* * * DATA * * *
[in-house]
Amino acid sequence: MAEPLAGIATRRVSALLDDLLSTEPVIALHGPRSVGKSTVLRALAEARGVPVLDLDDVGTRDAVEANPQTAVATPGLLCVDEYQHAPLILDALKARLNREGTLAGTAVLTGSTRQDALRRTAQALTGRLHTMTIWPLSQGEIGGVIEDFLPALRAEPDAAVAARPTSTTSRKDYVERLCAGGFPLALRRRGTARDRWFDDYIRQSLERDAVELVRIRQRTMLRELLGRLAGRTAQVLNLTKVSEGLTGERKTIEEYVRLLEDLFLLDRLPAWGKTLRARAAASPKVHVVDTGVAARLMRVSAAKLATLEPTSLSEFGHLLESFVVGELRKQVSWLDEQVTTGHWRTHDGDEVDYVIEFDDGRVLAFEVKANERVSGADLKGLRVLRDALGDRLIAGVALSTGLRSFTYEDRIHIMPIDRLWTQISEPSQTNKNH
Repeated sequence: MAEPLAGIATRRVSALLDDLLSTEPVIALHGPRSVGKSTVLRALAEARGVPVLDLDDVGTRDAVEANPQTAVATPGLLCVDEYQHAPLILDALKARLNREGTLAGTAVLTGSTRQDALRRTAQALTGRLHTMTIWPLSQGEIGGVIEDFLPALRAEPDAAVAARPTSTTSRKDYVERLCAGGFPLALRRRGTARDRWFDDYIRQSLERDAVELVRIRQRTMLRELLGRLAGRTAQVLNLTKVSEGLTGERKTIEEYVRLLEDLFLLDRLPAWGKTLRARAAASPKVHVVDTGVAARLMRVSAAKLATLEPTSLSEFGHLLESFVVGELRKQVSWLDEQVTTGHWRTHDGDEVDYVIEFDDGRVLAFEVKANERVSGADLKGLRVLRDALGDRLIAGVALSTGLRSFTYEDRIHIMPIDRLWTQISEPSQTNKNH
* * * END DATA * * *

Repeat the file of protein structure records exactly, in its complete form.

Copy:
[in-house]
Amino acid sequence: MAEPLAGIATRRVSALLDDLLSTEPVIALHGPRSVGKSTVLRALAEARGVPVLDLDDVGTRDAVEANPQTAVATPGLLCVDEYQHAPLILDALKARLNREGTLAGTAVLTGSTRQDALRRTAQALTGRLHTMTIWPLSQGEIGGVIEDFLPALRAEPDAAVAARPTSTTSRKDYVERLCAGGFPLALRRRGTARDRWFDDYIRQSLERDAVELVRIRQRTMLRELLGRLAGRTAQVLNLTKVSEGLTGERKTIEEYVRLLEDLFLLDRLPAWGKTLRARAAASPKVHVVDTGVAARLMRVSAAKLATLEPTSLSEFGHLLESFVVGELRKQVSWLDEQVTTGHWRTHDGDEVDYVIEFDDGRVLAFEVKANERVSGADLKGLRVLRDALGDRLIAGVALSTGLRSFTYEDRIHIMPIDRLWTQISEPSQTNKNH
Repeated sequence: MAEPLAGIATRRVSALLDDLLSTEPVIALHGPRSVGKSTVLRALAEARGVPVLDLDDVGTRDAVEANPQTAVATPGLLCVDEYQHAPLILDALKARLNREGTLAGTAVLTGSTRQDALRRTAQALTGRLHTMTIWPLSQGEIGGVIEDFLPALRAEPDAAVAARPTSTTSRKDYVERLCAGGFPLALRRRGTARDRWFDDYIRQSLERDAVELVRIRQRTMLRELLGRLAGRTAQVLNLTKVSEGLTGERKTIEEYVRLLEDLFLLDRLPAWGKTLRARAAASPKVHVVDTGVAARLMRVSAAKLATLEPTSLSEFGHLLESFVVGELRKQVSWLDEQVTTGHWRTHDGDEVDYVIEFDDGRVLAFEVKANERVSGADLKGLRVLRDALGDRLIAGVALSTGLRSFTYEDRIHIMPIDRLWTQISEPSQTNKNH